On peripheral blood smear, reactive lymphocytes were seen in most of our patients. Vanessa et al have reported reactive lymphocytes in 23 out of 32 (72%) cases of RT-PCR proven COVID-19 cases [21]. Toxic changes in neutrophils which are suggestive of possible secondary bacterial infection were seen in nearly half of our patients. A similar observation is reported by Aminder Singh et al [22]. Lymphopenia is the next common hematological abnormality seen which is typical of many viral infections. Interestingly, Neutropenia is a less common finding. Li tan et al have concluded that lymphopenia is an effective and reliable indicator of the severity and hospitalization in COVID-19 patients [23]. Thrombocytopenia was observed in 20% of our subjects which is less compared to other viral illnesses such as Dengue infection which is common in our region. Fragmented RBCs, suggestive of intravascular hemolysis, were observed in a small proportion of the cases which is

an important hematological parameter to follow during the illness.


Individuals of all age groups were affected by SARS-CoV-2 and hospitalization was seen more commonly in the males. The most common complaints at the time of admission were found to be fever followed by cough and the most common presenting feature being pneumonia. All the biochemical markers were elevated during the illness, but CRP was the most common acute phase reactant to be raised. The most common haematological finding was lymphopenia while thrombocytopenia was less common when compared to other viral illnesses. On peripheral blood smear, reactive lymphocytes were seen in the majority of the patients, and it is common to find toxic changes in the neutrophils.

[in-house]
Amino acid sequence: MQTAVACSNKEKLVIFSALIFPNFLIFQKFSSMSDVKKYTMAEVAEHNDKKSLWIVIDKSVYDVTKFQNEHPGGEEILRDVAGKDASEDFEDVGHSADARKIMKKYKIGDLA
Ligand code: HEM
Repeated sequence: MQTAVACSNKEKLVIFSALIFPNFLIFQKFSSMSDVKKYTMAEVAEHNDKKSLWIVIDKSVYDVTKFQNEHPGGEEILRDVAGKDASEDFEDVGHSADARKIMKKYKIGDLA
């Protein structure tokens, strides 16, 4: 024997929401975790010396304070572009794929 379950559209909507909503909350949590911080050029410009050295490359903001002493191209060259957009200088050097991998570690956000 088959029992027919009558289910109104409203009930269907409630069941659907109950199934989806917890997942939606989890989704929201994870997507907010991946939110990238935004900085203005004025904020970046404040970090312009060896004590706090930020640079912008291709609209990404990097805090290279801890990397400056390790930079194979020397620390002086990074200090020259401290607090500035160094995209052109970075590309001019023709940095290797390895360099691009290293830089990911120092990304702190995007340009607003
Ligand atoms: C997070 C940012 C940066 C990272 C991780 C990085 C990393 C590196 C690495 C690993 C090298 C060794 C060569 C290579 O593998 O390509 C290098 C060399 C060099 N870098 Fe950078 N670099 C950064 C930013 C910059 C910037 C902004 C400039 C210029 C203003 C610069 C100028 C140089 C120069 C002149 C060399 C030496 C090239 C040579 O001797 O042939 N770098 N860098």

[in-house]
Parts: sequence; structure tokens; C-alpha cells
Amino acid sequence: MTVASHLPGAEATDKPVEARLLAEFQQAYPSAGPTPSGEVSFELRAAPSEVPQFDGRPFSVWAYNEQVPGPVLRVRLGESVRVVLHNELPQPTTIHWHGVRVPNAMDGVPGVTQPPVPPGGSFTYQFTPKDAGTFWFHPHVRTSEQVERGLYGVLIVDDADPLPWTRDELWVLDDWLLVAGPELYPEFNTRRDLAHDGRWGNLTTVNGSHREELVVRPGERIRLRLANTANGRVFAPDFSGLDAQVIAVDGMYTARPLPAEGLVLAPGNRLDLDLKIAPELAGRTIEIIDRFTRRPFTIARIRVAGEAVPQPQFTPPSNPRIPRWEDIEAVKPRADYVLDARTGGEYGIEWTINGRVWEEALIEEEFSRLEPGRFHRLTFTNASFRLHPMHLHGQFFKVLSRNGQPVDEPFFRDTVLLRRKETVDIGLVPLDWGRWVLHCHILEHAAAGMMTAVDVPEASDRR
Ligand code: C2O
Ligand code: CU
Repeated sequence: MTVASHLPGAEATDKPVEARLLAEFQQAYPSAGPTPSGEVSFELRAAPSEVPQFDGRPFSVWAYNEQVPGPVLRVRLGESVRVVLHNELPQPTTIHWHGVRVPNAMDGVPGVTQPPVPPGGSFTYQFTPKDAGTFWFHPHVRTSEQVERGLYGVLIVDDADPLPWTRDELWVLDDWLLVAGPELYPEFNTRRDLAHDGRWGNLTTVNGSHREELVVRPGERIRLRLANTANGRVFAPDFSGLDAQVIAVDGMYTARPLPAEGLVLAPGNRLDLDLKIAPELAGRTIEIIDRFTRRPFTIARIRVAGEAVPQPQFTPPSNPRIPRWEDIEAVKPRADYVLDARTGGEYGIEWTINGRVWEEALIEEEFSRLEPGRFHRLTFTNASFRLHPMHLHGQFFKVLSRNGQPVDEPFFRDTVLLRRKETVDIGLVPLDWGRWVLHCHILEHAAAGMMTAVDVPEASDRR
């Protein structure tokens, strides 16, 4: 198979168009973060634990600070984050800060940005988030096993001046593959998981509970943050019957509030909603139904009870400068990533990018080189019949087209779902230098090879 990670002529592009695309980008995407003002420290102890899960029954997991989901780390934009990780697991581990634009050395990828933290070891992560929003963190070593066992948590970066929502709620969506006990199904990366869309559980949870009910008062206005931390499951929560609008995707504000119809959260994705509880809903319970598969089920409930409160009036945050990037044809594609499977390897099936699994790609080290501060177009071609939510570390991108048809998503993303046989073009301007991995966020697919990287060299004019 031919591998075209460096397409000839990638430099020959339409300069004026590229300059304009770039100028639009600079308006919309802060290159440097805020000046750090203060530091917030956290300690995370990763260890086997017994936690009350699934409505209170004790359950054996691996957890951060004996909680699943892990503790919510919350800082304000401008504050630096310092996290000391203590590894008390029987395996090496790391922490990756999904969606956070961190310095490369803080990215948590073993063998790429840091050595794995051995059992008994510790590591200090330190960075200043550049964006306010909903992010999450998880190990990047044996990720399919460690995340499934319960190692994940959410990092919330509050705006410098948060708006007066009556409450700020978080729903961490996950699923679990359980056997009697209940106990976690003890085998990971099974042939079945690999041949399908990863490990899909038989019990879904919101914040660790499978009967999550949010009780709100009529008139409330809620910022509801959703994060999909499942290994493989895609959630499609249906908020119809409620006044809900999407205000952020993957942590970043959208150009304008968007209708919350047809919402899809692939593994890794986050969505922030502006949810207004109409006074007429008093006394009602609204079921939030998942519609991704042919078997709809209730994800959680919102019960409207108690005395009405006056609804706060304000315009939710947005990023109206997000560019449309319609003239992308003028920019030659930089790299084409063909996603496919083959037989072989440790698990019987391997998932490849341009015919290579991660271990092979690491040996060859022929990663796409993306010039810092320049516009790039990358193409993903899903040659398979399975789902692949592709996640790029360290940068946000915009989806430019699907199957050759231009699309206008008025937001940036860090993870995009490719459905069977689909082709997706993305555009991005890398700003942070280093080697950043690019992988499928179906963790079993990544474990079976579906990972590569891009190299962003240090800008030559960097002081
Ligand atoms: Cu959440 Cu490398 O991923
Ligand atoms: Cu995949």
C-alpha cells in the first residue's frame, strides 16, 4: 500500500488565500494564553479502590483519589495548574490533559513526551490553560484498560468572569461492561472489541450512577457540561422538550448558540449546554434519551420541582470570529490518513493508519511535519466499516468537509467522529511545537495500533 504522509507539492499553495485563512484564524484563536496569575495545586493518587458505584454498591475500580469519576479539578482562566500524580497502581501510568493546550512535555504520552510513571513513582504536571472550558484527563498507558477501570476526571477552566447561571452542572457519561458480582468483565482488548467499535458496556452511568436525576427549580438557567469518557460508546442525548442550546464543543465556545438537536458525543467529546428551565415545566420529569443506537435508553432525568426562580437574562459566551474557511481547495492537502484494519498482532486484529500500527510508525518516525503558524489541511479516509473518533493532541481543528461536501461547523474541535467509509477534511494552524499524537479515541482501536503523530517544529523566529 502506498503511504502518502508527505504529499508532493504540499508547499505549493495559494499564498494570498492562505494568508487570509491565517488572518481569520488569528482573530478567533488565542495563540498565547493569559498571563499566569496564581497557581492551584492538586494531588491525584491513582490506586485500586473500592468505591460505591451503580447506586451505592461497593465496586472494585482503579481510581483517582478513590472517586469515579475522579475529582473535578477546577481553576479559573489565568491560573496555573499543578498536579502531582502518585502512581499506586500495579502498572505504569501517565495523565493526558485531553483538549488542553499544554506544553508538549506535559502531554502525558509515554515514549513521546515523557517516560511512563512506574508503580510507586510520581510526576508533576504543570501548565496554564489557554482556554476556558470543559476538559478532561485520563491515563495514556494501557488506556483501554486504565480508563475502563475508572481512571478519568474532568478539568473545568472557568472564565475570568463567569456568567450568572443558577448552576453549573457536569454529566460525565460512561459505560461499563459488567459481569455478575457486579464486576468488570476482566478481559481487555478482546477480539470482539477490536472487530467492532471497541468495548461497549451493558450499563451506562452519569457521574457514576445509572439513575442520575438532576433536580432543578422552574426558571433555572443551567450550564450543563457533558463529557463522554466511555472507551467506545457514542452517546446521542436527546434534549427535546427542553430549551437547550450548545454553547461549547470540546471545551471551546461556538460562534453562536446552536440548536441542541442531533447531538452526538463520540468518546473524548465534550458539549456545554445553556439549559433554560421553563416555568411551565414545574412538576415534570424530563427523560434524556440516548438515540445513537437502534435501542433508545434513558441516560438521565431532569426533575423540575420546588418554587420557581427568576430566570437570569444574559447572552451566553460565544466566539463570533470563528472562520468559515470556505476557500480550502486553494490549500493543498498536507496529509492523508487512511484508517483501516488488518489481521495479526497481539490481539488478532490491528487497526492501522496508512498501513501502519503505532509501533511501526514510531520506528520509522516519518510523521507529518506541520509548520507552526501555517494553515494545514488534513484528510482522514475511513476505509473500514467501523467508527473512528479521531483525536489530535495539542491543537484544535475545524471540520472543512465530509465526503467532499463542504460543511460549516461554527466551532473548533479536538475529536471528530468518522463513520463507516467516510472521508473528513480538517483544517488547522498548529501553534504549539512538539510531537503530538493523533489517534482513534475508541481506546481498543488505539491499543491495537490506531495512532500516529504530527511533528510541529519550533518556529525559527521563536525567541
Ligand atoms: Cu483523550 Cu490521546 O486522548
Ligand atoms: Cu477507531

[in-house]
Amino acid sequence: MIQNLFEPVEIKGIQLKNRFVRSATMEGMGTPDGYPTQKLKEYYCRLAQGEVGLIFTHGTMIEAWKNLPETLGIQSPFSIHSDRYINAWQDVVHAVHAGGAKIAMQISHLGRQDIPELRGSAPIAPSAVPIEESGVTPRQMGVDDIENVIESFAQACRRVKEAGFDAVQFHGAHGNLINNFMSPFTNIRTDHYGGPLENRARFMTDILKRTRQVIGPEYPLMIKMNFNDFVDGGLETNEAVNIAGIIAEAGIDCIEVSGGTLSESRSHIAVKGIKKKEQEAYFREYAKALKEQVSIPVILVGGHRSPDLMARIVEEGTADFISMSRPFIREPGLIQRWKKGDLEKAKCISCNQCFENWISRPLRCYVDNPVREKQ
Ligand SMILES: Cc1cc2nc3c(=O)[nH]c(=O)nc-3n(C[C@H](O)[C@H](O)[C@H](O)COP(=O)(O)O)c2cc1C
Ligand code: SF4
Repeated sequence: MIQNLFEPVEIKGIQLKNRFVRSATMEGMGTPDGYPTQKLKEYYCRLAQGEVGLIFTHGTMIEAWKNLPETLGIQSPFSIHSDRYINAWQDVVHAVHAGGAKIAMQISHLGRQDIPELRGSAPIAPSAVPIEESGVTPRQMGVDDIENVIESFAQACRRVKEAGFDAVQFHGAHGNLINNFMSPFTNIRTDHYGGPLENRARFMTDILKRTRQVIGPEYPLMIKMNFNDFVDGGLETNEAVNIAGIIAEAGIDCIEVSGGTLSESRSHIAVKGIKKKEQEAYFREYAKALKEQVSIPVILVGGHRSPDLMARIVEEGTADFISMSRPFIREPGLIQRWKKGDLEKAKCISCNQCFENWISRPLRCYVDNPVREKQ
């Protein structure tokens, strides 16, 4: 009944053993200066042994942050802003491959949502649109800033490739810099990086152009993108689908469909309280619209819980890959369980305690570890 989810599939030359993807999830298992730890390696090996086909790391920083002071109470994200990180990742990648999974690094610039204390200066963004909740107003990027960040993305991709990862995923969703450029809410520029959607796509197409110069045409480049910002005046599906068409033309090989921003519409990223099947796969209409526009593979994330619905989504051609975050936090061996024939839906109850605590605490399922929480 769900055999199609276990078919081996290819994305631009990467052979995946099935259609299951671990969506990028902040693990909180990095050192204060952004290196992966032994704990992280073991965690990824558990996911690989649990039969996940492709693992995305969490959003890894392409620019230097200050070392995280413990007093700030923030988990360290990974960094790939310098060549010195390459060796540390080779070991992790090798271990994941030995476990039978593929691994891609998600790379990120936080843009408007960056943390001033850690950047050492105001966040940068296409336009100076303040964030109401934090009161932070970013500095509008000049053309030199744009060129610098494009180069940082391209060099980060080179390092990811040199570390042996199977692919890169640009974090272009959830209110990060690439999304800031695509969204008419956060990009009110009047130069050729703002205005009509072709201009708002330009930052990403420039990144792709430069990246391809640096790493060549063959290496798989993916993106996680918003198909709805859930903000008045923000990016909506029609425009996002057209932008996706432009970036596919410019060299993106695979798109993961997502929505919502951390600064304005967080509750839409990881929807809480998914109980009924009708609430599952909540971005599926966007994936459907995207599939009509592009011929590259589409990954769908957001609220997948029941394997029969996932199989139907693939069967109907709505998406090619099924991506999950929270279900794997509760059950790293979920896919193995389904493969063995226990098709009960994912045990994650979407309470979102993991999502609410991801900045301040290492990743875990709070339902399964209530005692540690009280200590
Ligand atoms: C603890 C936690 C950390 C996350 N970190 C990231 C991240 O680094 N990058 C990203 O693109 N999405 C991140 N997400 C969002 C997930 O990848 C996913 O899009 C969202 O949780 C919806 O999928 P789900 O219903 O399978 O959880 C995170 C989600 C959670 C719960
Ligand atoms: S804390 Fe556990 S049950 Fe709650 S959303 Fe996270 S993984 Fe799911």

Author’s contribution: IB collected the data and did the literature search. Helped with manuscript preparation, VK designed the study, did the analysis, and prepared the manuscript.

What does this study add to existing knowledge?

The lab parameters of the covid disease have a pattern that is different from many other common viral illnesses. Neutrophilic leucocytosis predominates over lymphocytosis which is common in viral infections. Thrombocytopenia is less common and lymphopenia and eosinopenia is the predominant feature in covid infection.

Acknowledgement: We thank Dr Vijaya B, HOD of Pathology for her active encouragement in conducting this study. We also acknowledge Dr Srinivasa Murthy D, professor in Pediatrics for helping with data analysis.